Although the branches may work together, the judicial branch plays a critical role that is beginning to gain recognition in the federal news.  As of April 5, 2010, 15 different states around the country have come together to take this bill and essentially the entire federal government to court (Sessions, 2010).  Indiana became the 15th state to sign on to the case.  The case was originally created by Florida attorney general Bill McCollum who is was the first individual to file the claim that the health care reform bill violates the states’ constitutional rates pertaining to the commerce section of the U.S. Constitution (Sessions, 2010).  The goal of this case is not meant to challenge the bill per se; instead, it is meant to challenge whether the federal government has imposed a mandate on states and individuals where it does not have the power to do so.  In this scenario, the judicial branch must now interpret the laws and the U.S. Constitution to determine if the health care reform bill is both constitutional and if the federal government has the right to enforce such a bill on the states.  This is a clear example of how all three branches effectively create the checks and balances system.

Based on the first three articles of the U.S. Constitution, the federal government has effectively utilized the checks and balances system to create, pass and evaluate the legitimacy of the health care reform bill.  This is an example of how the government can effectively monitor itself and provide the best legislative laws with as few errors as possible.  All of these steps have been completed while eliminating any abuse of power from the process and ensuring that the best interests of the American people are always the top priority.  Regardless of anyone’s personal opinion on the health care bill, it is clear that the three branches of government have worked together to effectively utilize each constitutional power properly.  The checks and balances system is not simply a theoretical framework created by the founding fathers; instead, it is a working concept that can still be seen today in the modern laws and political process.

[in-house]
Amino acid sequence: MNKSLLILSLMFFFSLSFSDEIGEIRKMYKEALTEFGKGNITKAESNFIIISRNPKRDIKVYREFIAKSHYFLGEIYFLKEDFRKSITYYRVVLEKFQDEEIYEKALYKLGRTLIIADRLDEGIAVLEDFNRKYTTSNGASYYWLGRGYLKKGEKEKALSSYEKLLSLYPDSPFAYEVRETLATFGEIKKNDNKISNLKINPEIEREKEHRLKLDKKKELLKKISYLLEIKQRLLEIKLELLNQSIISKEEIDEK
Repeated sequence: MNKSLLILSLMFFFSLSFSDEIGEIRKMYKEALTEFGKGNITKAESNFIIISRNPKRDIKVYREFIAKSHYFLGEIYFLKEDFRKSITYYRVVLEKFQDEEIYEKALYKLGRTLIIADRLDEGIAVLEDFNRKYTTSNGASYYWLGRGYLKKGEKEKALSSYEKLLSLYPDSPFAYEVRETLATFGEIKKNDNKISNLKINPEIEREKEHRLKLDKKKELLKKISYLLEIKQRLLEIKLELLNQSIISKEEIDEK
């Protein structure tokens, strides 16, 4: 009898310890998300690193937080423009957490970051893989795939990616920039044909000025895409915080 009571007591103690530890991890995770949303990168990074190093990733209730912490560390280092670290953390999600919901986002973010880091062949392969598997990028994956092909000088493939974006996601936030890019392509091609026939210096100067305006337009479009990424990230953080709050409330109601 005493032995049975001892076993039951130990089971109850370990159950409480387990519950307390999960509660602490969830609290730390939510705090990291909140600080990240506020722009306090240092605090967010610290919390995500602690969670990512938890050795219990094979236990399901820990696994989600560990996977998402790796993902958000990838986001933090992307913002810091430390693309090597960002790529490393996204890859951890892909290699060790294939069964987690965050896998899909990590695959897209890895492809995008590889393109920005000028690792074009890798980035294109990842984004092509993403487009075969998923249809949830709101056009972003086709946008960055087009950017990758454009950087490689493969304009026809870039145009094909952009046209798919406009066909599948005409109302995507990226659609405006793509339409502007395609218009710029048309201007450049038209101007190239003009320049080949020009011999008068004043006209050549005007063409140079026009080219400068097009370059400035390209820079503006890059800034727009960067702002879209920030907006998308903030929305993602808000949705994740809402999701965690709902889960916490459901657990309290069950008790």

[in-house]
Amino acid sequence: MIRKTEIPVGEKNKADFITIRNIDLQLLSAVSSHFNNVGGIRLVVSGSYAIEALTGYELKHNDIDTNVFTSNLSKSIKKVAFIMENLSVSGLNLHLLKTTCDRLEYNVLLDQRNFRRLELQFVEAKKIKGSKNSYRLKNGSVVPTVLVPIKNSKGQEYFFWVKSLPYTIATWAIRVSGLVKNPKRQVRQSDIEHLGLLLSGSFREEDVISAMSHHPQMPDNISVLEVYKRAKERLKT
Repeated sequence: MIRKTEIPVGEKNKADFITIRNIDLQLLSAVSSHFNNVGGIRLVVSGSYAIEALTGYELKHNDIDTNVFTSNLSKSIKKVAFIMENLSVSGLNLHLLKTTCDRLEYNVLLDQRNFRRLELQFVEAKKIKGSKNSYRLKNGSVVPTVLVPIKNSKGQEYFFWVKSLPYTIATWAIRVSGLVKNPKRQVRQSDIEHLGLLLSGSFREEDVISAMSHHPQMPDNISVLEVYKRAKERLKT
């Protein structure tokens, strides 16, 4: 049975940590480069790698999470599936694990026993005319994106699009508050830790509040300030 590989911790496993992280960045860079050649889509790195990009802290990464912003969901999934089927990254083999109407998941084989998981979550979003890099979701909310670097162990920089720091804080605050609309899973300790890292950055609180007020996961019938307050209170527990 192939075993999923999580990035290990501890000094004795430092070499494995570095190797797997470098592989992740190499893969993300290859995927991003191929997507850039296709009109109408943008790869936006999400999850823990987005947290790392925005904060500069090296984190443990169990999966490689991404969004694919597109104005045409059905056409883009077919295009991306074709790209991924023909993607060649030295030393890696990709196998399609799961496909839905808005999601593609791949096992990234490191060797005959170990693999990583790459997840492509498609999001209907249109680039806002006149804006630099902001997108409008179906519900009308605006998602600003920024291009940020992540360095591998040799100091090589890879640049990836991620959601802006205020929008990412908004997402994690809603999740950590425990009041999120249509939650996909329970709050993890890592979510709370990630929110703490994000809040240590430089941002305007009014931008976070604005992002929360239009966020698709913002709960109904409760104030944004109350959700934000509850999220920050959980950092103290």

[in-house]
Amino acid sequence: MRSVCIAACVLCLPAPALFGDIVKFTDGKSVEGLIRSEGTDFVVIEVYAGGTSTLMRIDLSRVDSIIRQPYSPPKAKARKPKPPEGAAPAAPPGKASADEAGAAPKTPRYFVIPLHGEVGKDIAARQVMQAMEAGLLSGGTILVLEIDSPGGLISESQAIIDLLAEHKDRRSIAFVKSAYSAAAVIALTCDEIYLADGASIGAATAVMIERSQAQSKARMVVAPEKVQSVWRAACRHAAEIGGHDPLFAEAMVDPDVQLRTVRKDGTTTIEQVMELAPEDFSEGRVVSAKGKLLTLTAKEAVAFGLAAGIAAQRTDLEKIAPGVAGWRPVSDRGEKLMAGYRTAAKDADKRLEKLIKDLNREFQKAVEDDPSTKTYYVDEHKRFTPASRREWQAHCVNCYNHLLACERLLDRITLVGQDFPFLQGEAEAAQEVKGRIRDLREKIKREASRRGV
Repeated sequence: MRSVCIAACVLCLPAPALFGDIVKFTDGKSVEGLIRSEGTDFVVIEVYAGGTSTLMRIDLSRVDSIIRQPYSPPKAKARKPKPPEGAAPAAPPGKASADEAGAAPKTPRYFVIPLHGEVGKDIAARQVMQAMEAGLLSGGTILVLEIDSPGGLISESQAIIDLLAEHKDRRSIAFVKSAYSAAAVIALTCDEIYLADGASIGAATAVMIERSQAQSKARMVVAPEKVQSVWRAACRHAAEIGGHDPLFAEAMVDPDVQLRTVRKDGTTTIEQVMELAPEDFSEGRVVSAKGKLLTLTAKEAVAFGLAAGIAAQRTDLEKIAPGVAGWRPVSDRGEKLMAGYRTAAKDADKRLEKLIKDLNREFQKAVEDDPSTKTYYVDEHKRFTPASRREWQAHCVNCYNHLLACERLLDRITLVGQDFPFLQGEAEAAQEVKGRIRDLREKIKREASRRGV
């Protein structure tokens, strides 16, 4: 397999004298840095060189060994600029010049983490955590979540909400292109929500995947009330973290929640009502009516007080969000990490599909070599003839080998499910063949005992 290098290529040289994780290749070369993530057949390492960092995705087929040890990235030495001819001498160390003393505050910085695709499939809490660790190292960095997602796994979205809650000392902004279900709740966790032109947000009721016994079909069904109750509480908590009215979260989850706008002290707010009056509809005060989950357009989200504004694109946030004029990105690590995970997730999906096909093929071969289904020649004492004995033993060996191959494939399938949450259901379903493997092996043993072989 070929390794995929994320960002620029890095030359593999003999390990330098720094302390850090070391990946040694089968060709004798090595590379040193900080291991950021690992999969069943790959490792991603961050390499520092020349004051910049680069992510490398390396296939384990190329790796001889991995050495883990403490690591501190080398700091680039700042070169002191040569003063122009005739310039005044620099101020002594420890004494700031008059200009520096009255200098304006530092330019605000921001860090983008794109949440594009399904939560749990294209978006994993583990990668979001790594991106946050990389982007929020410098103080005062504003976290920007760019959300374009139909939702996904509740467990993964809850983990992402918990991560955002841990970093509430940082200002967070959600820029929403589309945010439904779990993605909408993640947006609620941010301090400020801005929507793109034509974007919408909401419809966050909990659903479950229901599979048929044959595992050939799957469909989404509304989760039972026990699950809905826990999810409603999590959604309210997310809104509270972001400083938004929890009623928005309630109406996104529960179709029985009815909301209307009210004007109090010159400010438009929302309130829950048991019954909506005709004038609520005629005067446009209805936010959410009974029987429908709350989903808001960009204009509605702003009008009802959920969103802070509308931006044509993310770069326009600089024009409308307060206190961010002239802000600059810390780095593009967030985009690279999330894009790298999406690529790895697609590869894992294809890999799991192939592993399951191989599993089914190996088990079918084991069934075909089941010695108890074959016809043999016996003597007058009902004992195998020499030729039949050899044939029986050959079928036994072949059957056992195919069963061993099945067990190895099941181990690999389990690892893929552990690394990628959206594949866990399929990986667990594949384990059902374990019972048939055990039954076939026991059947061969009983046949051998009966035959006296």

References

Mount, S. (2010, January 24). Constitutional topic: checks and balances. Retrieved from http://www.usconstitution.net/consttop_cnb.html

Reich, R. (2010, March 22). New health care bill: biggest change since medicare? [Web log message]. Retrieved from http://www.csmonitor.com/Money/Robert-Reich-s-Blog/2010/0322/New-health-care-bill-Biggest-change-since-Medicare

Sessions, D. (2010, April 05). Indiana joins legal challenge to health care law. Politics Daily, Retrieved from http://www.politicsdaily.com/2010/04/05/indiana-joins-constitutional-challenge-to-health-care-law/